Neighbours or self: what drives activation-induced macrophage heterogeneity?

FUNDING: 9 weeks (full time, 37 hrs per week, £12 per hour, £1000 consumables)
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Dr. Shoumit Dey, HYMS Kaye Lab, York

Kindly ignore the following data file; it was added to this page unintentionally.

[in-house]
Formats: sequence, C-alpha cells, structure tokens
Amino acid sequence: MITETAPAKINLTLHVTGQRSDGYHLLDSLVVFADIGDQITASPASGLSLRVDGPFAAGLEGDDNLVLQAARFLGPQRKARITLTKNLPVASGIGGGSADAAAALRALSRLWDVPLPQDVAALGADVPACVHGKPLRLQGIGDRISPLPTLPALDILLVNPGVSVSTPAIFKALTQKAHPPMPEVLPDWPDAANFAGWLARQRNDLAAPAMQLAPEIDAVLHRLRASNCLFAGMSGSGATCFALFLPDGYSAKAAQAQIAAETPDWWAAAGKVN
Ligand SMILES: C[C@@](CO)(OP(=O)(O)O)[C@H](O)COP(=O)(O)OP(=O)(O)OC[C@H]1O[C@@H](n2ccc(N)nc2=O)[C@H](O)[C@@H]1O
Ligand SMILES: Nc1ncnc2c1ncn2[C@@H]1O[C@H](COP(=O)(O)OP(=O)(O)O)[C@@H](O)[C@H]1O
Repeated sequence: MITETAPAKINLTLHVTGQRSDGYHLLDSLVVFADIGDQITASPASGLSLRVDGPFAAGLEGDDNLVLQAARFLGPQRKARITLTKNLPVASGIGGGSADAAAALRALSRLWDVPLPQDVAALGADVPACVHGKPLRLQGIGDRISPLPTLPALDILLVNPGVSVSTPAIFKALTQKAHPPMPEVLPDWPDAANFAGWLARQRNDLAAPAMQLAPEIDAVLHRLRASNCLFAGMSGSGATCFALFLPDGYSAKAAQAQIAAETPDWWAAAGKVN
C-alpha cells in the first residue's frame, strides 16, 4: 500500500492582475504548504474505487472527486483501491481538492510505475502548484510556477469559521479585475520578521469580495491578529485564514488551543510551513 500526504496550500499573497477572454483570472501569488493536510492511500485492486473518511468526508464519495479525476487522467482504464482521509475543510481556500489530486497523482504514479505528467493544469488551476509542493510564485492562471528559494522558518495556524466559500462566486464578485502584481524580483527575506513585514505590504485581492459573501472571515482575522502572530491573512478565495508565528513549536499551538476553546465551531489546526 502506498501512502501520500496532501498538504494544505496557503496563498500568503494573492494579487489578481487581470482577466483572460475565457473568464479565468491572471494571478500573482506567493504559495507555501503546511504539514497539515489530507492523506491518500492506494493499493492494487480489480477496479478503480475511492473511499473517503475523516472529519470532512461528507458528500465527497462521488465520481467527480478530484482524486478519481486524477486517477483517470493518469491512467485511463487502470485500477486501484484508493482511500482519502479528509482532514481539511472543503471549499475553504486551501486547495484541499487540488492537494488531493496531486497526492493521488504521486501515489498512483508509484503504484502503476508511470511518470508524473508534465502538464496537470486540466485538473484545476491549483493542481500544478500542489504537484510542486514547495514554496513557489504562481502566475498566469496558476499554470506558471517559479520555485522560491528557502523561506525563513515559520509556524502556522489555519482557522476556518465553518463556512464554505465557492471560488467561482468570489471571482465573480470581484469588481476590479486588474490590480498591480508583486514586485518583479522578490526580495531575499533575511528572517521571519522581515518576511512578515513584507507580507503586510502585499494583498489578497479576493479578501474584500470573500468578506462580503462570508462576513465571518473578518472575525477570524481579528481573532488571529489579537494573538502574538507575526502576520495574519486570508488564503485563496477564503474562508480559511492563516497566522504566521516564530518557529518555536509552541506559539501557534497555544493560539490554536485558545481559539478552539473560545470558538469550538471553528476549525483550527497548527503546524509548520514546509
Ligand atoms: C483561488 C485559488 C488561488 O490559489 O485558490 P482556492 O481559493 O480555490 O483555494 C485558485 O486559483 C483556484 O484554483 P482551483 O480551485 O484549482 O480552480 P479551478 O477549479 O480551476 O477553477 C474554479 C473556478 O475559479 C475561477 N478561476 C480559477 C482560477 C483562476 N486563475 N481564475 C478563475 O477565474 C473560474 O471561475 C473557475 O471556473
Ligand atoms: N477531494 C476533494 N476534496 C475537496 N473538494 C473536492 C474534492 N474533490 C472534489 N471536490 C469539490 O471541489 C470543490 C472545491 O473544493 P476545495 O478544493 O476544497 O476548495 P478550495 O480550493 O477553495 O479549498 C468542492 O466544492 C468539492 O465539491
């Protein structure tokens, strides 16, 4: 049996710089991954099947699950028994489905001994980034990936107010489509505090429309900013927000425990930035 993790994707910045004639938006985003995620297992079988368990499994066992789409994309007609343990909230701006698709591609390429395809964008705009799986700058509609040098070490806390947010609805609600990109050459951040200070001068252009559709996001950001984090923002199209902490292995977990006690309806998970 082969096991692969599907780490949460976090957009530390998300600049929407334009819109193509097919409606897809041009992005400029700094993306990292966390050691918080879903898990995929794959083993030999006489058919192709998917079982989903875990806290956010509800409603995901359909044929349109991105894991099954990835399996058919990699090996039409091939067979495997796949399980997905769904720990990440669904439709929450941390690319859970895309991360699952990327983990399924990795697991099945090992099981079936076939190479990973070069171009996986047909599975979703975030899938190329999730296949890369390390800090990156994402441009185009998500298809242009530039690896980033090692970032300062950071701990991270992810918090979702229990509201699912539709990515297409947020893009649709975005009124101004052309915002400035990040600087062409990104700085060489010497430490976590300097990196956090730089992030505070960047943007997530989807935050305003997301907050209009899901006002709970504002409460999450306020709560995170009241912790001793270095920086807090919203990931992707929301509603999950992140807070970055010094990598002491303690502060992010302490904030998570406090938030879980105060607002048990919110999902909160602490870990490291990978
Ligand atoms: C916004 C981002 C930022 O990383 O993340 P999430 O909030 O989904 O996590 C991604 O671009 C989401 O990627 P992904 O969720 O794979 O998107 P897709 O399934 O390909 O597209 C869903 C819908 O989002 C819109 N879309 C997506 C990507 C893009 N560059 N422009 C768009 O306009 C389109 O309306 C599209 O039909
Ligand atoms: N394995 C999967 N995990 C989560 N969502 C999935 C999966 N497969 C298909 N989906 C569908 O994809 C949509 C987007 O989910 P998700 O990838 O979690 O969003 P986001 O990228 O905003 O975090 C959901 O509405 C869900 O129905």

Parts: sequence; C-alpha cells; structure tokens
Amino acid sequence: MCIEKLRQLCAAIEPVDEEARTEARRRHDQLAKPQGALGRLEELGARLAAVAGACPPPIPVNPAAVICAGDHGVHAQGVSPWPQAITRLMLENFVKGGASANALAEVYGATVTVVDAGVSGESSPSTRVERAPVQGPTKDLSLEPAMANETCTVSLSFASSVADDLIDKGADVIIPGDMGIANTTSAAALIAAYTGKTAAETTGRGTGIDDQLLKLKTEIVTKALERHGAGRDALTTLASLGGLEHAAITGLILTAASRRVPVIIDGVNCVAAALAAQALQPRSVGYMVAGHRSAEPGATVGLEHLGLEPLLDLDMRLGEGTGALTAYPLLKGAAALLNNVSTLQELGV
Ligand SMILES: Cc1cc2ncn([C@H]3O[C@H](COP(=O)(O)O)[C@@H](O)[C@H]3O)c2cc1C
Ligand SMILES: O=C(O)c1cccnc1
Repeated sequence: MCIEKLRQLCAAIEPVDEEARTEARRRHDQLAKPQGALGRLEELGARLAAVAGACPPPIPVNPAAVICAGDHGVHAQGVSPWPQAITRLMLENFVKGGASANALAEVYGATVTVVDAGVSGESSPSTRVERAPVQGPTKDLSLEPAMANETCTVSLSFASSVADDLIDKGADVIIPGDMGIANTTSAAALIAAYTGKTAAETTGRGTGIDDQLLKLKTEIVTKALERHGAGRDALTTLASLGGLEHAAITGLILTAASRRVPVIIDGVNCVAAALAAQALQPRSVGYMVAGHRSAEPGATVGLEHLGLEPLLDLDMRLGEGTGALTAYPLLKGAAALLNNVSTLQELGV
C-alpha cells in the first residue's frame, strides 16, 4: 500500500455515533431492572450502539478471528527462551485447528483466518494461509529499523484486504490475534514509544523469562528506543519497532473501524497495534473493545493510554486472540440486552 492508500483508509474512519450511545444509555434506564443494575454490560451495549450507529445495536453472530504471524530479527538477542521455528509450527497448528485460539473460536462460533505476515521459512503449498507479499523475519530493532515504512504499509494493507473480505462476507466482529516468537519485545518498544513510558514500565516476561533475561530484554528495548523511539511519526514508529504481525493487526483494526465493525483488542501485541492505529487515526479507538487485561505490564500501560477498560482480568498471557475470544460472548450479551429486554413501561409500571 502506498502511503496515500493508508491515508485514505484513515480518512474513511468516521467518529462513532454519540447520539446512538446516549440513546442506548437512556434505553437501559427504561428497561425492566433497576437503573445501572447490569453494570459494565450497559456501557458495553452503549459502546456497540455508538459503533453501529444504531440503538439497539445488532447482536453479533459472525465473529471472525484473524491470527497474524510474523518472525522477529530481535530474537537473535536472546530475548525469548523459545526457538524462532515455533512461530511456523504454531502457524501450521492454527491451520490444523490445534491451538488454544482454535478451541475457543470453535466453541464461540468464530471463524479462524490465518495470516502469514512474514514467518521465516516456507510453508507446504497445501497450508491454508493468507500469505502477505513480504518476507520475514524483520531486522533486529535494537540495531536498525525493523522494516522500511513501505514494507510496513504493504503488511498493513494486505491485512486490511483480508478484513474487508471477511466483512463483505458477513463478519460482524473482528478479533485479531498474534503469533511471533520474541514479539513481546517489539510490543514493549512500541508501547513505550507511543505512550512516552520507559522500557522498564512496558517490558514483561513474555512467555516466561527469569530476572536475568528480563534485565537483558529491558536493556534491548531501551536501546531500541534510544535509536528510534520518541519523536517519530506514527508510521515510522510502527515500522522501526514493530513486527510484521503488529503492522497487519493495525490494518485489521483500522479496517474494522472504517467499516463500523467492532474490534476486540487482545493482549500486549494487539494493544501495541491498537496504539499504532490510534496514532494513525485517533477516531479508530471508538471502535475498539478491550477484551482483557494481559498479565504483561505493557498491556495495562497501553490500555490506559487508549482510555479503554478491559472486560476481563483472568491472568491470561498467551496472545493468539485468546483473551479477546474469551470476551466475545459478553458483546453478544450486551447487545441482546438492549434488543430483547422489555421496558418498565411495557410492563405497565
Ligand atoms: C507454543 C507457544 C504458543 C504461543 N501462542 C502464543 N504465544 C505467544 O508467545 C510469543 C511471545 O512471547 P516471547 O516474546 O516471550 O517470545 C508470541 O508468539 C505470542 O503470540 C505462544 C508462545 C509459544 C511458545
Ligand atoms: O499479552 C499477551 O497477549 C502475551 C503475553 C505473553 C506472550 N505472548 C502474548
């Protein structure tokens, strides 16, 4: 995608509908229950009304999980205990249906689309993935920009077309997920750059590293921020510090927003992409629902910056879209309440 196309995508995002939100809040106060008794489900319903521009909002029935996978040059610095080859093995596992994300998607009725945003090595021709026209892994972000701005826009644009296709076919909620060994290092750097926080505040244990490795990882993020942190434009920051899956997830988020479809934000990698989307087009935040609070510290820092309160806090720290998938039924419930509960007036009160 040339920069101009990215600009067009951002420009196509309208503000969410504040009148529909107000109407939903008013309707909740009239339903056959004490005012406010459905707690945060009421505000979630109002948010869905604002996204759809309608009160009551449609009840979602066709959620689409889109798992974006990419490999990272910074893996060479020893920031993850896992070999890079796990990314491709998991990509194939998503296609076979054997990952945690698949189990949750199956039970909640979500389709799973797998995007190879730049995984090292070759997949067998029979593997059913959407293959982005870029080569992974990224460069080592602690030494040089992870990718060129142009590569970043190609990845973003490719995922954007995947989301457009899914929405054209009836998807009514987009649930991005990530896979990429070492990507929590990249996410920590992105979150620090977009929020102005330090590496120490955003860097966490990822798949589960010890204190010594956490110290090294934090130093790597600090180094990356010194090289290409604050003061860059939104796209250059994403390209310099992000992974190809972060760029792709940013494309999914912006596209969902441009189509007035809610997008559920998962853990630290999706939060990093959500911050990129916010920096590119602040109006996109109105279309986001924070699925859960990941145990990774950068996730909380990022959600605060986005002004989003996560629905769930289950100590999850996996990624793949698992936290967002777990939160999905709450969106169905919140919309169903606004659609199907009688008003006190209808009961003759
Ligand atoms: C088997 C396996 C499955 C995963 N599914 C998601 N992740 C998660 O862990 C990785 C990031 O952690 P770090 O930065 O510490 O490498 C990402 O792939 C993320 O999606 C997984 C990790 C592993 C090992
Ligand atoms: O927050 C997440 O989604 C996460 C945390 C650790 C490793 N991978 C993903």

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Macrophages are a key immune cell that in response to infection and disease become activated heterogeneously. We will use cutting edge single-cell transcriptomic datasets (both ours and those publicly available) to understand this heterogeneity. Using integrated in vitro and in vivo datasets, we will tease out how much of this heterogeneity is inherently driven and what is due to tissue microenvironment (such as in liver, skin etc. from mouse models). Specifically, we will identify macrophage clusters across an antigen exposure timeline, both from cells cultured in vitro and chronically infected tissues to identify genes that are common and unique to these settings. We will confirm and complement our findings with additional protein studies and parasite staining to assess how an infective agent associates with activation-induced macrophage heterogeneity. Students will develop skills in R, single cell transcriptomics, immunohistochemistry (cutting, staining, and analysing tissue sections), and computational analysis using QuPath. Students will be expected to present their findings orally at a research day in York in September 2024.